August 22, 2013

Review: Belle Epoque by Elizabeth Ross

Belle Epoque
Author: Elizabeth Ross
Release Date: June 11th, 2013
Publisher: Delacorte Books for Young Readers
Page Count: 336
Source: Borrowed from the New York Public Library
Rating: Paris, photography, love stories, a very different sort of plot... what else could a girl ask for?
When Maude Pichon runs away from provincial Brittany to Paris, her romantic dreams vanish as quickly as her savings. Desperate for work, she answers an unusual ad. The Durandeau Agency provides its clients with a unique service—the beauty foil. Hire a plain friend and become instantly more attractive.

Monsieur Durandeau has made a fortune from wealthy socialites, and when the Countess Dubern needs a companion for her headstrong daughter, Isabelle, Maude is deemed the perfect foil.

But Isabelle has no idea her new "friend" is the hired help, and Maude's very existence among the aristocracy hinges on her keeping the truth a secret. Yet the more she learns about Isabelle, the more her loyalty is tested. And the longer her deception continues, the more she has to lose.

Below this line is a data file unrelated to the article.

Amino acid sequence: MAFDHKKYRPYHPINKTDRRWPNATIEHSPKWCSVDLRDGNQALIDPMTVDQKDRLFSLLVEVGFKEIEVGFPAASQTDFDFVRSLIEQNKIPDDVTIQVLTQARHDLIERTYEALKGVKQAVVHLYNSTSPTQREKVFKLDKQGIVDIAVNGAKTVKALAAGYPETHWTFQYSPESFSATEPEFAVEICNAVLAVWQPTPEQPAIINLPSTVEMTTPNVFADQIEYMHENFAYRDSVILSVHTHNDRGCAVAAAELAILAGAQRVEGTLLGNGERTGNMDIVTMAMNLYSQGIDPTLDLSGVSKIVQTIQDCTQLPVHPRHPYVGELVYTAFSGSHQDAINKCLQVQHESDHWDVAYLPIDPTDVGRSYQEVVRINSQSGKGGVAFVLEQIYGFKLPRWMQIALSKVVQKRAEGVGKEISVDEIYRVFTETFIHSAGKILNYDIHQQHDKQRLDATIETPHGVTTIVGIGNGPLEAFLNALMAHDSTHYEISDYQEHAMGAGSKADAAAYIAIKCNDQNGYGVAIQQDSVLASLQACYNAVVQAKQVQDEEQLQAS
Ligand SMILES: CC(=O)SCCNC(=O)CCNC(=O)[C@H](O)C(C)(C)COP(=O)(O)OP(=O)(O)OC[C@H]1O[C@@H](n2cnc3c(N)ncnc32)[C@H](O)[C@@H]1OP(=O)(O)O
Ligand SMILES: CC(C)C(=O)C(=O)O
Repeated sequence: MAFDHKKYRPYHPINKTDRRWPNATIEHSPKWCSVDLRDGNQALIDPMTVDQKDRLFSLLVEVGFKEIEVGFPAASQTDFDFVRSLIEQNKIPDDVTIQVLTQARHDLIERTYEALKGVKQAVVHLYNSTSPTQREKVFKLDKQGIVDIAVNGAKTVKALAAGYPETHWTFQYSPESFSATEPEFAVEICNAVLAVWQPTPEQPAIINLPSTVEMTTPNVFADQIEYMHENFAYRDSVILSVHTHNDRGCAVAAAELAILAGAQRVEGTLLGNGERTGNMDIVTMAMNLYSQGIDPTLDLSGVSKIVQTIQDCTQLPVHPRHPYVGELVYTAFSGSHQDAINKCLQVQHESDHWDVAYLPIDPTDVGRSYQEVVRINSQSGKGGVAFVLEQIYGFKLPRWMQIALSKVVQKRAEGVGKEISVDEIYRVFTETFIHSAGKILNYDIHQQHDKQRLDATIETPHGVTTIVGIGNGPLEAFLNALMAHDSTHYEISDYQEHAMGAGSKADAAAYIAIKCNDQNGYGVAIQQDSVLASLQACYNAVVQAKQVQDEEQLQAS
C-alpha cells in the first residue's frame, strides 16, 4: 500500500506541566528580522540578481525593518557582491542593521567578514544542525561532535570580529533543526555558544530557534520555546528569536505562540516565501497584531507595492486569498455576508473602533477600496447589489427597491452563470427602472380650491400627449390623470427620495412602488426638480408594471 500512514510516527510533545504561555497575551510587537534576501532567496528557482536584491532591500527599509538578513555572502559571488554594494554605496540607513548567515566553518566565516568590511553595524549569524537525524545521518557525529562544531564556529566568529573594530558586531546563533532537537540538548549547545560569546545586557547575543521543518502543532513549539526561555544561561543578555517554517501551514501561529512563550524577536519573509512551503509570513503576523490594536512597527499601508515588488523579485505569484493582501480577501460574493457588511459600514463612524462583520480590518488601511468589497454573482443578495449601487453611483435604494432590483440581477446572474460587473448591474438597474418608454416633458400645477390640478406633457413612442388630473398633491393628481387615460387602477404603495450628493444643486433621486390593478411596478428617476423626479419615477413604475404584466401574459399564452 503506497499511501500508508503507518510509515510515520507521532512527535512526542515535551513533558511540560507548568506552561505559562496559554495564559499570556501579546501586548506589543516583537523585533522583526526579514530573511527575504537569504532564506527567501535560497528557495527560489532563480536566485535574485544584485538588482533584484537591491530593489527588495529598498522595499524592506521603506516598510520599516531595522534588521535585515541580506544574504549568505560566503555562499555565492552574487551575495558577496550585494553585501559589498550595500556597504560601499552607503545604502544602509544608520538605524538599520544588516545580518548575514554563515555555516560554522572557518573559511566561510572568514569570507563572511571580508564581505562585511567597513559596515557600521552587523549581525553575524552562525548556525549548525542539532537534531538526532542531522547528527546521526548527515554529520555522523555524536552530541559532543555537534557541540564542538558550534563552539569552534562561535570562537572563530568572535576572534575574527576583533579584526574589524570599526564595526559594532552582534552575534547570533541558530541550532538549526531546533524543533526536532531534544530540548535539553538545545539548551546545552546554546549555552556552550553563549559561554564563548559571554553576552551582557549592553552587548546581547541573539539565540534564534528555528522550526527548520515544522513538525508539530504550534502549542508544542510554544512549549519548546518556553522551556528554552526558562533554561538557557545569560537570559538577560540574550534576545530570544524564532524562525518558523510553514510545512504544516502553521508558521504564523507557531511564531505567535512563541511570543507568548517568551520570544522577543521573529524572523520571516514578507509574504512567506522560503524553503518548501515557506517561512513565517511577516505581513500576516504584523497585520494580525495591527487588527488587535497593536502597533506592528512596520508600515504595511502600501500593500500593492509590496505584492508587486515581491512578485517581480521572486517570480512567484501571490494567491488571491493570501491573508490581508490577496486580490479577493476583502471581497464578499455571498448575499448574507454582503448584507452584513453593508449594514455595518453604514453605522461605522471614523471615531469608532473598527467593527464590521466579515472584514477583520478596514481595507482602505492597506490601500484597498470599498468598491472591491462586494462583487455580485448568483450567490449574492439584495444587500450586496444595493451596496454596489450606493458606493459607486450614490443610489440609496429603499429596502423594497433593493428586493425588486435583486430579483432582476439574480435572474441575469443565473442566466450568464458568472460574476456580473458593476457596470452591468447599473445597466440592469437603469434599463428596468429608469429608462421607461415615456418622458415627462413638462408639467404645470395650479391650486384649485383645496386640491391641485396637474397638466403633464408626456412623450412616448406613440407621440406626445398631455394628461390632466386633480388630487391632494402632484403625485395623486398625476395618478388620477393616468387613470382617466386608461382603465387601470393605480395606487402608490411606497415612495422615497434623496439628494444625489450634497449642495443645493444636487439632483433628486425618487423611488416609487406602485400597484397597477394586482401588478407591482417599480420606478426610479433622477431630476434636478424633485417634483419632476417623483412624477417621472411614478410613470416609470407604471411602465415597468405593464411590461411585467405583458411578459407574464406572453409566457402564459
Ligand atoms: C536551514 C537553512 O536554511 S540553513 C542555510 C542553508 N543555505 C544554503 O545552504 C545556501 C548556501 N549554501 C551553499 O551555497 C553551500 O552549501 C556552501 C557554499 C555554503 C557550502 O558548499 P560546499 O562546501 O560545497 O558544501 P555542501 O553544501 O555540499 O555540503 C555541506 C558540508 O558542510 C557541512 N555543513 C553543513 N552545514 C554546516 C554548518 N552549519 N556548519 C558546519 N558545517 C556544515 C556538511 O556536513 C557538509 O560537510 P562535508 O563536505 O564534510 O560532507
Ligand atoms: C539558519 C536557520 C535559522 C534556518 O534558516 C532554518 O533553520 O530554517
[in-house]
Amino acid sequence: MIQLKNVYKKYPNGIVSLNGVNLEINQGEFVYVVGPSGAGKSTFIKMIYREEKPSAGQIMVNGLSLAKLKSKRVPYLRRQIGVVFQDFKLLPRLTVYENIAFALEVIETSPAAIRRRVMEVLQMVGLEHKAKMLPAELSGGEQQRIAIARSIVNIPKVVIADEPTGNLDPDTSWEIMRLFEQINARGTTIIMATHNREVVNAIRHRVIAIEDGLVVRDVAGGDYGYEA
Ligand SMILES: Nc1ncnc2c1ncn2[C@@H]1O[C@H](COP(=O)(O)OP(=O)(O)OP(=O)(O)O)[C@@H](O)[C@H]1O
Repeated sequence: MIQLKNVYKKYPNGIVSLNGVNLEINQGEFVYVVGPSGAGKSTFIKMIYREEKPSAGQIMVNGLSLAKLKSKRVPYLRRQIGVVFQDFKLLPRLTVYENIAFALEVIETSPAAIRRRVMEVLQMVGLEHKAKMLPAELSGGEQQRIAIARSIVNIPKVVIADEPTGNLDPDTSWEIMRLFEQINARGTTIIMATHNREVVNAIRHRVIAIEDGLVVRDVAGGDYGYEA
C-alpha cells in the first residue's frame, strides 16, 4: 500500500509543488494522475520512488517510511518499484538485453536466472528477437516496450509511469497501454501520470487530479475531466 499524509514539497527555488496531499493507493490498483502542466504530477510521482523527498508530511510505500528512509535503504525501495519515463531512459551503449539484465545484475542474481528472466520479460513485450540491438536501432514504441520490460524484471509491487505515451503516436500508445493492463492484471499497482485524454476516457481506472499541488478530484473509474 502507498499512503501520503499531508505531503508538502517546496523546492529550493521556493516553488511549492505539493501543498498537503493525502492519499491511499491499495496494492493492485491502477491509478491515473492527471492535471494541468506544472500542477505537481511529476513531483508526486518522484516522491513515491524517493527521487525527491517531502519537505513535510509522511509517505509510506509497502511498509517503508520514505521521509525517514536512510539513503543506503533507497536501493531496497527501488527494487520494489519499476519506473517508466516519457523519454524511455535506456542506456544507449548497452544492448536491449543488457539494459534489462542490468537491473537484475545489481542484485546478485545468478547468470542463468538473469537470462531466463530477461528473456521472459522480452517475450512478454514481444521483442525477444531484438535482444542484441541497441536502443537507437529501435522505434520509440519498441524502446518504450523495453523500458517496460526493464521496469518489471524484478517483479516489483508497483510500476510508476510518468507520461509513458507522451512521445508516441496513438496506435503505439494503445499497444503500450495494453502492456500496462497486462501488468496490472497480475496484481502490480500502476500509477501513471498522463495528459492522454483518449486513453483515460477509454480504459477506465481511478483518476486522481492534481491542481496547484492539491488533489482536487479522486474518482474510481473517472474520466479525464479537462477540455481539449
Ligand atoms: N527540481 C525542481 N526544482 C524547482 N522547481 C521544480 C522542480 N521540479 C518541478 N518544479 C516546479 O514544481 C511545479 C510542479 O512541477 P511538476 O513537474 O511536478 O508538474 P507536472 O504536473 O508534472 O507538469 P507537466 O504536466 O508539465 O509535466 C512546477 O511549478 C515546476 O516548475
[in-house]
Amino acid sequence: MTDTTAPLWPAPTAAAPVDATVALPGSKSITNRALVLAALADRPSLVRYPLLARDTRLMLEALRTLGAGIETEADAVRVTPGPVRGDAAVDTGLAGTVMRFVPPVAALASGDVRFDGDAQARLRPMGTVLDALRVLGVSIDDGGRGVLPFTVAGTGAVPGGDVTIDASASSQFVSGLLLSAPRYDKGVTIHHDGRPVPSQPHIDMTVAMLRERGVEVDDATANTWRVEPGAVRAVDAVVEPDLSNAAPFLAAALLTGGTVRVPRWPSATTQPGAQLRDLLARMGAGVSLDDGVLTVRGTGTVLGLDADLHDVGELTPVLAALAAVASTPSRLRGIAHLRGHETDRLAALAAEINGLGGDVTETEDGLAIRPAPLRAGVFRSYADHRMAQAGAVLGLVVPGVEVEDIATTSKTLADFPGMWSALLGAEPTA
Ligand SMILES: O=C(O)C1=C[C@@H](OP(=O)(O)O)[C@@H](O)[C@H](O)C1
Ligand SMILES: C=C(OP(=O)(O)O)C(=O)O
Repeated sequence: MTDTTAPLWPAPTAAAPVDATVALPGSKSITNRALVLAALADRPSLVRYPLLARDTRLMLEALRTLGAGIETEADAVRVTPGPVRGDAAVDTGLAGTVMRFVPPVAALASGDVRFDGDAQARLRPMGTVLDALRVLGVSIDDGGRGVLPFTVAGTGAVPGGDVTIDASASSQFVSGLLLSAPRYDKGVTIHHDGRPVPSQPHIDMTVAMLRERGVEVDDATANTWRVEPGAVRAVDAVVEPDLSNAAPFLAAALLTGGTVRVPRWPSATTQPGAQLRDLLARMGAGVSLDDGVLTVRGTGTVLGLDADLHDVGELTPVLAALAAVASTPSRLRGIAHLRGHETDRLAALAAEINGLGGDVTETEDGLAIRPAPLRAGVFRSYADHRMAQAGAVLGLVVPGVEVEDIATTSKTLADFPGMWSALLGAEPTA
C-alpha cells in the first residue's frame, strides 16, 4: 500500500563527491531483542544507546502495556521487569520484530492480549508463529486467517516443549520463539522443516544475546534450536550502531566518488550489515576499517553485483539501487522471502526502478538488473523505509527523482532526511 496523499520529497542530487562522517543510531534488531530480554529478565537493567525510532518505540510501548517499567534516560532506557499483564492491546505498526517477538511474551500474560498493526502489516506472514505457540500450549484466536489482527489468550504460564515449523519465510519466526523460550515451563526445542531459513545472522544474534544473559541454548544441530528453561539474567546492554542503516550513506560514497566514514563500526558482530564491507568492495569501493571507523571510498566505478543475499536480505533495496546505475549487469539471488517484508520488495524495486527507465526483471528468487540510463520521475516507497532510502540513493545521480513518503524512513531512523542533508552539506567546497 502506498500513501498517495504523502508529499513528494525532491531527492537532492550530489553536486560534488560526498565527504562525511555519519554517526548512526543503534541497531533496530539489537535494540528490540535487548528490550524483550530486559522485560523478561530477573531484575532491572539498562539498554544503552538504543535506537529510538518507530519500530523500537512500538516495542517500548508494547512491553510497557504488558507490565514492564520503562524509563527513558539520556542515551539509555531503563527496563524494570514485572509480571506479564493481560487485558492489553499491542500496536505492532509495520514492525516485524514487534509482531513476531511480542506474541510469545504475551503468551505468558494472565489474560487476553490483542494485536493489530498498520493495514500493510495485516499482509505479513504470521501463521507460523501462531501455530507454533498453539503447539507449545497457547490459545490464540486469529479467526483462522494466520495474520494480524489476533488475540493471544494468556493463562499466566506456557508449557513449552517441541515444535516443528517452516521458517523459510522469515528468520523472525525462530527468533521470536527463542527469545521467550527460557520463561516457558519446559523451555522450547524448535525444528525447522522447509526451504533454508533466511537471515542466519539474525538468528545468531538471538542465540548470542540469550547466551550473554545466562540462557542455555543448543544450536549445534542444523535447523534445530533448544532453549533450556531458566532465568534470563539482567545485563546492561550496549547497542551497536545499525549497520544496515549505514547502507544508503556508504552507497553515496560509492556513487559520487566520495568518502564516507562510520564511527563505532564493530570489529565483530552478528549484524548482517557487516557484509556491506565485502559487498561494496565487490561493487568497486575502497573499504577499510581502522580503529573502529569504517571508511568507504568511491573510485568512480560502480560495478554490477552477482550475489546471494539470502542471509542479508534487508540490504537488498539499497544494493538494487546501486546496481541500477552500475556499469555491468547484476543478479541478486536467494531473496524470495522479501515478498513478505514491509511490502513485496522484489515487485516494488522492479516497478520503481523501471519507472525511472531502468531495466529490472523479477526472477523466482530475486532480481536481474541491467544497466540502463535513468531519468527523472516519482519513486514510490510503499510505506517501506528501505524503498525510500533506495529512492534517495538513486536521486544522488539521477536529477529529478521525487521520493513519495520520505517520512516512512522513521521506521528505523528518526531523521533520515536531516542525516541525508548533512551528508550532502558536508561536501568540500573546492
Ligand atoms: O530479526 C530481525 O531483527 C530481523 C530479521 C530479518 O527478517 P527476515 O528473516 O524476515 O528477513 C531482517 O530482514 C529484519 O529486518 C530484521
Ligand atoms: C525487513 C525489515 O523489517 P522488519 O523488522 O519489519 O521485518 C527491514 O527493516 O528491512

[Summary Source: Goodreads]

Maude is basically Belle but she's into cameras instead of books. And is supposedly less pretty. And needs to a job to support herself. So nothing like Belle except she too wants more than this provincial life. But who can blame her? Her pops wants to marry her off to the old butcher across the street so he can have free meat. Maude's not so down with that so she snags the money in her father's till and runs off to Paris where life is supposedly magical. But it's not. Which is clear based off the fact that Maude becomes a Repoussoir - an ugly/plain looking girl meant to make a pretty girl look prettier. Maude ends up snagging a HUGE account, but the girl she's playing foil to doesn't actually know Maude's a Repoussoir - Isabelle's mama hired her in secret. All goes well for a while. But then? Not so much.